TX TX - Julie Moseley, 9, Mary Trlica, 17, Lisa Wilson, 14, Fort Worth, 23 Dec 1974 - #2

Discussion in '1970's Missing' started by Cubby, Mar 17, 2010.

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  1. Via Marple

    Via Marple Here to learn how devious minds work

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    You don't believe in that best case scenario - that they could find human remains/belongings inside a car? Because it has been too long?
     


  2. There is no glass, including front and back windshields. If there is anything in there, it will be lost from the turbulence created by hoisting them. Artifacts, human or otherwise likely will get caught up and be lost in the mud. The plan is to "wrap" them in tarps Technically; I don't see how it can be done - as described. If it were done very, very, very slowly - perhaps. The divers have about 45 minutes per dive to accomplish any part of the process. Probably 2 dives per day. Probably 3 days per car. The spectators that show up on the 22nd are in for a long, dull, disappointing experience.
     
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  3. TedMac

    TedMac Well-Known Member

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    They could be in the trunk, which is probably rusted shut.
     
  4. Via Marple

    Via Marple Here to learn how devious minds work

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    Sounds like what would be needed is an archaeological team:oops:
     
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  5. I was on the boat when the vehicles were first located in July 2014. The Equusearch captain thought the second vehicle was a pickup truck based on the sonar image. The diver reported to the surface that it was a sedan, that the trunk was open. That "void" was misinterpreted by the person looking at the image. The first car found is upside down, submerged to the door handles in the muck, roughly 22' down. The third car is intact, roughly 45' down, but not on the bottom of the lake. Cars 2 & 3 are lodged on the limestone wall of the channel, one at a severe angle. The chassis' are caught on something. There are a lot of old concrete structures, steel reinforced piles with rebar sticking out in all directions. The only safe thing to do is take strong lights, the right cameras, in teams of two with a third on the surface recording and documenting as they dictate what they see. That is all the danger anyone should put themselves in. It's plenty. I think Rachel is in the trunk of a car. The other girls were in the back seat. I think the heartless bastard got behind the wheel started the car rolling with the door open -stepped out at the last second. shut the door, watched it continue over the bluff, knowing the girls had no hope of escape. IMO, all 3 drowned.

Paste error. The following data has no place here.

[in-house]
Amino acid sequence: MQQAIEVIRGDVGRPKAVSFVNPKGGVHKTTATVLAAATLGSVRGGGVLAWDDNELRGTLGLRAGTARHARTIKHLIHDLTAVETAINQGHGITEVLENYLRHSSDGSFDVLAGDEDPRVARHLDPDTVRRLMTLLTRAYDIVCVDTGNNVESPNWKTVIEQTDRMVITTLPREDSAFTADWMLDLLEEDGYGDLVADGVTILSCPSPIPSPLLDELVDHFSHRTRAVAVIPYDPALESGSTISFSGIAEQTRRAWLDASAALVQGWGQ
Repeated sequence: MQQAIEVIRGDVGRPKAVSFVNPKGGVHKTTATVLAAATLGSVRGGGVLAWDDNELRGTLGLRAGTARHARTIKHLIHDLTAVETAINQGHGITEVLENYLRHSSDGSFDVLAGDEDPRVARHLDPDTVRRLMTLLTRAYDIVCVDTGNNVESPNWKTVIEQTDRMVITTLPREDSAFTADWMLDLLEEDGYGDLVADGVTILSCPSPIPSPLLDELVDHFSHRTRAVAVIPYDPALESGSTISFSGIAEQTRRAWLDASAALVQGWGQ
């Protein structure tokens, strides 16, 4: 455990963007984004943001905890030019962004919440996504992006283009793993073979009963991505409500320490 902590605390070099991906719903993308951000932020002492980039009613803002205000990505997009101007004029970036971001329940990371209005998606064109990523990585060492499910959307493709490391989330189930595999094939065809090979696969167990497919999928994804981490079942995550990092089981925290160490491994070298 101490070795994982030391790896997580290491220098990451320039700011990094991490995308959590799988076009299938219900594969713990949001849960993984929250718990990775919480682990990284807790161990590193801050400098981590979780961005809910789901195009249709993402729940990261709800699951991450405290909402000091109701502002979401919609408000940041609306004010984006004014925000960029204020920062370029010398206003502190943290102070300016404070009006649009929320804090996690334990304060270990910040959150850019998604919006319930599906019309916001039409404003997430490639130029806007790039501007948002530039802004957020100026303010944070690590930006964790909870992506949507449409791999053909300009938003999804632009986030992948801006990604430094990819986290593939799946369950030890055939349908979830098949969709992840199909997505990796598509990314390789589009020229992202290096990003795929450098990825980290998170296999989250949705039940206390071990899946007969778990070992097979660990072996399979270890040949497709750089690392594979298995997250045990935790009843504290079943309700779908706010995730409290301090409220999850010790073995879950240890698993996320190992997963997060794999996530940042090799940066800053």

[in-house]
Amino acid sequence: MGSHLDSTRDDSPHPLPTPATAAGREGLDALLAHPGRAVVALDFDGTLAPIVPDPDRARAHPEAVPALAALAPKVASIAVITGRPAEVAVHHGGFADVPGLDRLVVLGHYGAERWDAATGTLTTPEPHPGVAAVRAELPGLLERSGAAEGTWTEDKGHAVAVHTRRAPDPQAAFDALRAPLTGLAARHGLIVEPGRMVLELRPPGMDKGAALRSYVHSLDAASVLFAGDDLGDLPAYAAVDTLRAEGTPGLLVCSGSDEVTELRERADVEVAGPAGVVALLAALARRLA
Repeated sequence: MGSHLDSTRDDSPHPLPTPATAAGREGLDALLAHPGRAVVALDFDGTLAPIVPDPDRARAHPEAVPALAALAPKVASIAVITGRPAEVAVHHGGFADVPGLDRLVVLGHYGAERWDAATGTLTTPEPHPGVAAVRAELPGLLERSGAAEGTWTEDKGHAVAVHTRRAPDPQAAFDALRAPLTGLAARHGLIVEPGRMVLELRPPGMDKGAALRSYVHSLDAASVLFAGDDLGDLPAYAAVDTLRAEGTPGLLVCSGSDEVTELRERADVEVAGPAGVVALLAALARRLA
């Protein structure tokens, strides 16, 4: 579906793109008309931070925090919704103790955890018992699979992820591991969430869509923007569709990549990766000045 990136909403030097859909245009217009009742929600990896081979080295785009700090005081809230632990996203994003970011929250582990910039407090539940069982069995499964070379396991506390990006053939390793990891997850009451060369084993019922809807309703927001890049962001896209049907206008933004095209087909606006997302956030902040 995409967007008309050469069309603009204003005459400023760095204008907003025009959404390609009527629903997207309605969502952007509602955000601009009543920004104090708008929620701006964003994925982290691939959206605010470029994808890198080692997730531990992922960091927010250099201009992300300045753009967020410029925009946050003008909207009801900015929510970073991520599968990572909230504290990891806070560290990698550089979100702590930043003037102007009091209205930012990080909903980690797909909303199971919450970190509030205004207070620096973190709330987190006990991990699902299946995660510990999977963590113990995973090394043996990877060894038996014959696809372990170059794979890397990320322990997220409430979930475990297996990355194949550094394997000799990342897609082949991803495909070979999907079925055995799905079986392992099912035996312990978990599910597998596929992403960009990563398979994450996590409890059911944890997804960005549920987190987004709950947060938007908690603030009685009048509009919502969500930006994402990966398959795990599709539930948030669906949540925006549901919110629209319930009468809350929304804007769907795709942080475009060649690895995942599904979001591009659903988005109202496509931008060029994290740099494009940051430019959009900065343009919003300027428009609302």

6. The "Evening" edition of The Fort Worth Star Telegram [Tues, 12.24.1974] printed the following: Section A, p.4
     

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  7. The "Evening" edition of The Fort Worth Star Telegram [Wednesday, 12.25.1974] printed the following: buried in Section C
     

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  8. The "Evening" edition of The Fort Worth Star Telegram [Thursday, 12.26.1974] printed the following:
     

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  9. Via Marple

    Via Marple Here to learn how devious minds work

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    Sounds like a few people had disappeared their cars over the years. A great way to do it too.

    FYI, or just a laugh, take a look at the many suggestions for raising the Titanic
    11 Questionable Suggestions for Raising the Titanic
     
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  10. Thewop356

    Thewop356 Active Member

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    It sounds as if (at least initially) the police did not believe the handwriting in the letter and the handwriting on the envelope were written by the same person. This is big because that essentially would be the main reason they believe that someone that knew the girls was involved.
     
  11. Thewop356

    Thewop356 Active Member

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    Here is something else I didn't know..or at least if I did, then I forgot. But an employee at a bus depot remembers 3 girls inquiring about bus tickets to Houston and that the 3 girls fit the description of the missing trio. I wonder what LE truly thought about this information. It would be very confusing if it was just a coincidence especially after the letter was found. This could be some of the luck that the real abductor(s) needed to throw investigators off their trail...unless it was purposely meant to mislead, which would be very disturbing.
     
  12. TGwebs

    TGwebs Well-Known Member

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    We know it was too soon for handwriting analysis so the officer was talking out of turn about the handwriting. He's just going off his own observation. The most interesting thing about this article is the fact that he was a juvenile officer. Another clear sign the police did not take the case seriously at the time.